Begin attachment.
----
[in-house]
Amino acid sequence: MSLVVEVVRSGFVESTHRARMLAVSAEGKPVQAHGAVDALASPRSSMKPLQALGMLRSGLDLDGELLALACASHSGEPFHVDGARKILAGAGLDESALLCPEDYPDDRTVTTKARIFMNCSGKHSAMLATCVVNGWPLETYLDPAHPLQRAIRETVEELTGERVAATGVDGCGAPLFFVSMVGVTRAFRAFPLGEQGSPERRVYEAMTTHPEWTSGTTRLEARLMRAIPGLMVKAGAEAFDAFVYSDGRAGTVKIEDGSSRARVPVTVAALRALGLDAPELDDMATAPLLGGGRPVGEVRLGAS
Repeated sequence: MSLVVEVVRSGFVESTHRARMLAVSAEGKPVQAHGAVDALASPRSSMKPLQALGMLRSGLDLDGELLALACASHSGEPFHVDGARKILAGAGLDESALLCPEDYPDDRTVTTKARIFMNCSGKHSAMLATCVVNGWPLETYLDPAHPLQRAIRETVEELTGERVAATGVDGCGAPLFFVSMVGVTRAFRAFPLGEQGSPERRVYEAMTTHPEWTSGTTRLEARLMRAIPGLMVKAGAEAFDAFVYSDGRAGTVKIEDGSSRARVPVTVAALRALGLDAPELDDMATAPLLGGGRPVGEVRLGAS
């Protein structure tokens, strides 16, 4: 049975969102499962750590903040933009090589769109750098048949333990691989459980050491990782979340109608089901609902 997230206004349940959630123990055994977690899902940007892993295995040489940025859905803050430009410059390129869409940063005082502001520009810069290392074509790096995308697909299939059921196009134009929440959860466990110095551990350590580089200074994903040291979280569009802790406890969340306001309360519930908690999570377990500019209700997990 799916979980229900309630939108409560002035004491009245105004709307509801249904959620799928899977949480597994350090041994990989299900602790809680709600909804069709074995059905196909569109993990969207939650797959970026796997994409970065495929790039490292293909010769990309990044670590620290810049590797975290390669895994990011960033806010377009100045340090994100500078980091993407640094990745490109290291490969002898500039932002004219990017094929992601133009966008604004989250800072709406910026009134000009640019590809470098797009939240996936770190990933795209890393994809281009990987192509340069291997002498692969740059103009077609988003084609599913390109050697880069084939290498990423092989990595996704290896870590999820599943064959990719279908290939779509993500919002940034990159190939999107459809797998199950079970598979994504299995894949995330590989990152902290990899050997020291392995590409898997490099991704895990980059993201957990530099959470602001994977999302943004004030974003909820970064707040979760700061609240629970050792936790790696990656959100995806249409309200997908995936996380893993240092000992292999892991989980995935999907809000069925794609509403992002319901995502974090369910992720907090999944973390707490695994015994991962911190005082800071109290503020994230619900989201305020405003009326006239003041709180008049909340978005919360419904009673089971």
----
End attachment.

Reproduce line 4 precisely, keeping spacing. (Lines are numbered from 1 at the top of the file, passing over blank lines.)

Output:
């Protein structure tokens, strides 16, 4: 049975969102499962750590903040933009090589769109750098048949333990691989459980050491990782979340109608089901609902 997230206004349940959630123990055994977690899902940007892993295995040489940025859905803050430009410059390129869409940063005082502001520009810069290392074509790096995308697909299939059921196009134009929440959860466990110095551990350590580089200074994903040291979280569009802790406890969340306001309360519930908690999570377990500019209700997990 799916979980229900309630939108409560002035004491009245105004709307509801249904959620799928899977949480597994350090041994990989299900602790809680709600909804069709074995059905196909569109993990969207939650797959970026796997994409970065495929790039490292293909010769990309990044670590620290810049590797975290390669895994990011960033806010377009100045340090994100500078980091993407640094990745490109290291490969002898500039932002004219990017094929992601133009966008604004989250800072709406910026009134000009640019590809470098797009939240996936770190990933795209890393994809281009990987192509340069291997002498692969740059103009077609988003084609599913390109050697880069084939290498990423092989990595996704290896870590999820599943064959990719279908290939779509993500919002940034990159190939999107459809797998199950079970598979994504299995894949995330590989990152902290990899050997020291392995590409898997490099991704895990980059993201957990530099959470602001994977999302943004004030974003909820970064707040979760700061609240629970050792936790790696990656959100995806249409309200997908995936996380893993240092000992292999892991989980995935999907809000069925794609509403992002319901995502974090369910992720907090999944973390707490695994015994991962911190005082800071109290503020994230619900989201305020405003009326006239003041709180008049909340978005919360419904009673089971």